Researching coatings to stop ice build-up on ships
"Coatings are an ideal solution as they require minimal changes to implement."
- Our research programme is evaluating the performance of icephobic coatings.
- Trials have been done on vessels deployed to Antarctica.
- Coatings that show promise will be recommended for larger scale trials.
Ice accretion at sea is the build-up of frozen sea water on ships. For Royal New Zealand Navy (RNZN) vessels operating in Antarctic waters this is a significant risk to safety because the added weight of the ice reduces vessel stability and the effectiveness of the ice reinforcing belt.
Coatings are an ideal solution as they require minimal changes to implement. A number of commercial products are available but their durability and effectiveness in real world situations are not well understood.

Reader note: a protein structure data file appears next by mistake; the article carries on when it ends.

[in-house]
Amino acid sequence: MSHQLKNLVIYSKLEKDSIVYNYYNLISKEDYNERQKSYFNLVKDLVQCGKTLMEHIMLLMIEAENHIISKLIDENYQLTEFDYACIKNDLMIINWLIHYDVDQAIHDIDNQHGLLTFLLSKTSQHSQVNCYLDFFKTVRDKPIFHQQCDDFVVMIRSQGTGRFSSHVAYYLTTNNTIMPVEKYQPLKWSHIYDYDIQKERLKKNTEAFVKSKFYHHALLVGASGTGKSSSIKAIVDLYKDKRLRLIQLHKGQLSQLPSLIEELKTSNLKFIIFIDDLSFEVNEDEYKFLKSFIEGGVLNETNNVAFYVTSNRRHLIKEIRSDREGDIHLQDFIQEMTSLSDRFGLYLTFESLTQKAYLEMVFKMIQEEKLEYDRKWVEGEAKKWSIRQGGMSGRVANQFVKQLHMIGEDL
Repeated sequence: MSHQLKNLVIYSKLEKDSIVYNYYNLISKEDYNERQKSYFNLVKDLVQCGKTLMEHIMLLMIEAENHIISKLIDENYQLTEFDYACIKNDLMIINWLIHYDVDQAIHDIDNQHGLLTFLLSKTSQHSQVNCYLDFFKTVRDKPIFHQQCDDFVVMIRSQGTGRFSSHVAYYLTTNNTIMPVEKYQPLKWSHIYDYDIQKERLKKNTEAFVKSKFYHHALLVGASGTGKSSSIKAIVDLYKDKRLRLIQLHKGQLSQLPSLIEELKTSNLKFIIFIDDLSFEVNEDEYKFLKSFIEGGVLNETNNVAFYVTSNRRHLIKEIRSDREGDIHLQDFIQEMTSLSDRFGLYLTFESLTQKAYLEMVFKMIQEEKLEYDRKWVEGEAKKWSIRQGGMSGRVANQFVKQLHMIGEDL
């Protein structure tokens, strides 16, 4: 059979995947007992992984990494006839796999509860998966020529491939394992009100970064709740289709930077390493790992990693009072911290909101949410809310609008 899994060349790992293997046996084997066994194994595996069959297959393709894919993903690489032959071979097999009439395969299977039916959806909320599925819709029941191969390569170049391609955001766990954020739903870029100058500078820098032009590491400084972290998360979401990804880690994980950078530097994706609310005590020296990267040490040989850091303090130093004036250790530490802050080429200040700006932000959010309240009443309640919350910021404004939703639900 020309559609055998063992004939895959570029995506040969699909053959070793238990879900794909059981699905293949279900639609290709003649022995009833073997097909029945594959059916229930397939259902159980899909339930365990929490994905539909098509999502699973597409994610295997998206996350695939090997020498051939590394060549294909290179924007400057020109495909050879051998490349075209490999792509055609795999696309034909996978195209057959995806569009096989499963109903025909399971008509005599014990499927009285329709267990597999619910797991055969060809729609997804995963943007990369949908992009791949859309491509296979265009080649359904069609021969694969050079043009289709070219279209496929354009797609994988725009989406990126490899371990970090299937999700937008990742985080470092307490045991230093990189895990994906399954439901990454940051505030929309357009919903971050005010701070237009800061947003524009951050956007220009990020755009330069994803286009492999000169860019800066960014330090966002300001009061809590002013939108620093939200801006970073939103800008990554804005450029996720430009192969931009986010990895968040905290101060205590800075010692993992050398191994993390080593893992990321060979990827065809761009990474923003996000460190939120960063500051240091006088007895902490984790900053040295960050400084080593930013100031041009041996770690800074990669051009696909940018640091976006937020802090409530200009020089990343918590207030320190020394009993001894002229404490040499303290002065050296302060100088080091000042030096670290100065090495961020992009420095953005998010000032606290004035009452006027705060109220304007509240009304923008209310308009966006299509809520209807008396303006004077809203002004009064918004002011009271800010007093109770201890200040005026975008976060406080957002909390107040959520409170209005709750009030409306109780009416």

We have a research programme working in conjunction with US and Canadian laboratories to evaluate the performance of icephobic coatings. Trials have been done in the laboratory and on vessels deployed to Antarctica. Initial work focussed on assessing how well ice adhered to the coating surface but more recently an impact test has been developed to better simulate how ice is removed by the ship’s crew.
Coatings that show promise will be recommended for larger scale trials and potential use on future platforms set to routinely operate in the Antarctic.